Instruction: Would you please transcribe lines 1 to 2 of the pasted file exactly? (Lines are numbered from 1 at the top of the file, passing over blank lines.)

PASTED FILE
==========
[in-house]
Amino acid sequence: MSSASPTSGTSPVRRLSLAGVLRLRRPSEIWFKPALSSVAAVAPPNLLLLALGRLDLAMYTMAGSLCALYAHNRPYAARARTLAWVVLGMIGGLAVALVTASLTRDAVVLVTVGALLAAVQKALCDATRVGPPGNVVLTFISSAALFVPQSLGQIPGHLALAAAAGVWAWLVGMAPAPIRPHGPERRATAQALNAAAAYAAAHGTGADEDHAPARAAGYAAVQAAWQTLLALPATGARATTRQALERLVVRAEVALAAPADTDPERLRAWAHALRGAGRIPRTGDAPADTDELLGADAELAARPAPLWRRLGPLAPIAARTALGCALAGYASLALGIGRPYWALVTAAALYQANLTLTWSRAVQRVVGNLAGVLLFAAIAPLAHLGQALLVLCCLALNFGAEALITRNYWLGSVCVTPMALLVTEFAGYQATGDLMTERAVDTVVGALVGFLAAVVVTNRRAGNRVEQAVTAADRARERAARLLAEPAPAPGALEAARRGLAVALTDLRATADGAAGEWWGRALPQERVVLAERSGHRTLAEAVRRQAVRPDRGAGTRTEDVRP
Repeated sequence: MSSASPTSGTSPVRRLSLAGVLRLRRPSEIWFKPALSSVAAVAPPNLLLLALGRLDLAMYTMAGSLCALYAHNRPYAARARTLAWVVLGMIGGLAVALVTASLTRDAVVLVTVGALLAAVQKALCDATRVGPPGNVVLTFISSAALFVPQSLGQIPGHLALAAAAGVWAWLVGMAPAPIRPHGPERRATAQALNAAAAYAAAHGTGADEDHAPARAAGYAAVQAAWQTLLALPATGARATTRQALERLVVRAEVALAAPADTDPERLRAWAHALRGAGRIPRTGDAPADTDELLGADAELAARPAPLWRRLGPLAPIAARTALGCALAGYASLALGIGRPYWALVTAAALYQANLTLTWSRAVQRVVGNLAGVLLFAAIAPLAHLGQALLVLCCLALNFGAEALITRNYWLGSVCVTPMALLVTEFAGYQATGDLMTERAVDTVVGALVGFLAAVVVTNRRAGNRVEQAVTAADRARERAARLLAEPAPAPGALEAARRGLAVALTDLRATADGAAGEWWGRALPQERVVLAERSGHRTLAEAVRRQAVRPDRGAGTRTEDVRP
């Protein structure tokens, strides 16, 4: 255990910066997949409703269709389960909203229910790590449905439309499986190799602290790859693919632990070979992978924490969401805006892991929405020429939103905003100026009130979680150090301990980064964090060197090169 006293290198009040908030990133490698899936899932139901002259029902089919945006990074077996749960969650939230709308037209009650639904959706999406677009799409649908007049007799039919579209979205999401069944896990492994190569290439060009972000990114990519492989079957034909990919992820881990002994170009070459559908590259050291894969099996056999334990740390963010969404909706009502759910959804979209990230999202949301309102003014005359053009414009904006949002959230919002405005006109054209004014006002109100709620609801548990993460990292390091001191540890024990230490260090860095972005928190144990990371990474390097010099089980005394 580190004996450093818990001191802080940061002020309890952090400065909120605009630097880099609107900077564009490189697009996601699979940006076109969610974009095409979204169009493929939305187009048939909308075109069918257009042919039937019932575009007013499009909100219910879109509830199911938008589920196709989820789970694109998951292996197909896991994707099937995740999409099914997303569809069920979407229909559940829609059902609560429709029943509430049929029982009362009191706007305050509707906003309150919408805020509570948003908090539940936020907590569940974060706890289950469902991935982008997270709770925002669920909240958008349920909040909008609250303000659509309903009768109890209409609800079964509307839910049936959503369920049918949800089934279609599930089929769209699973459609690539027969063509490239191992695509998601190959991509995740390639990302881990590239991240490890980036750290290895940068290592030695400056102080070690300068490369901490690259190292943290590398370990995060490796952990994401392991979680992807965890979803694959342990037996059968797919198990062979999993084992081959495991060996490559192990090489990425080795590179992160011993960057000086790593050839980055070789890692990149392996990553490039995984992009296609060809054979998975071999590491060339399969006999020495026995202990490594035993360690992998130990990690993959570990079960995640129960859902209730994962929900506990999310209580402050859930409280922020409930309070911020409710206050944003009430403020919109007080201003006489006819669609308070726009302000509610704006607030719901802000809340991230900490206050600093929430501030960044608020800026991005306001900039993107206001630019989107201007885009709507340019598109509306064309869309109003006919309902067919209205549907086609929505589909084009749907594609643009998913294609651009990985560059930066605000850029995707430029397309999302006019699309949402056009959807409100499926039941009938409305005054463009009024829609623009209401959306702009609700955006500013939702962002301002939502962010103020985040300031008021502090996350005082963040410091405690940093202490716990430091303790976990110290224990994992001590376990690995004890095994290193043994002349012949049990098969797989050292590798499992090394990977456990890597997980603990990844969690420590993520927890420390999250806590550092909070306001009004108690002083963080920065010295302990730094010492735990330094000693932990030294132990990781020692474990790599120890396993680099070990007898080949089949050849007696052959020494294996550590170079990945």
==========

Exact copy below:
[in-house]
Amino acid sequence: MSSASPTSGTSPVRRLSLAGVLRLRRPSEIWFKPALSSVAAVAPPNLLLLALGRLDLAMYTMAGSLCALYAHNRPYAARARTLAWVVLGMIGGLAVALVTASLTRDAVVLVTVGALLAAVQKALCDATRVGPPGNVVLTFISSAALFVPQSLGQIPGHLALAAAAGVWAWLVGMAPAPIRPHGPERRATAQALNAAAAYAAAHGTGADEDHAPARAAGYAAVQAAWQTLLALPATGARATTRQALERLVVRAEVALAAPADTDPERLRAWAHALRGAGRIPRTGDAPADTDELLGADAELAARPAPLWRRLGPLAPIAARTALGCALAGYASLALGIGRPYWALVTAAALYQANLTLTWSRAVQRVVGNLAGVLLFAAIAPLAHLGQALLVLCCLALNFGAEALITRNYWLGSVCVTPMALLVTEFAGYQATGDLMTERAVDTVVGALVGFLAAVVVTNRRAGNRVEQAVTAADRARERAARLLAEPAPAPGALEAARRGLAVALTDLRATADGAAGEWWGRALPQERVVLAERSGHRTLAEAVRRQAVRPDRGAGTRTEDVRP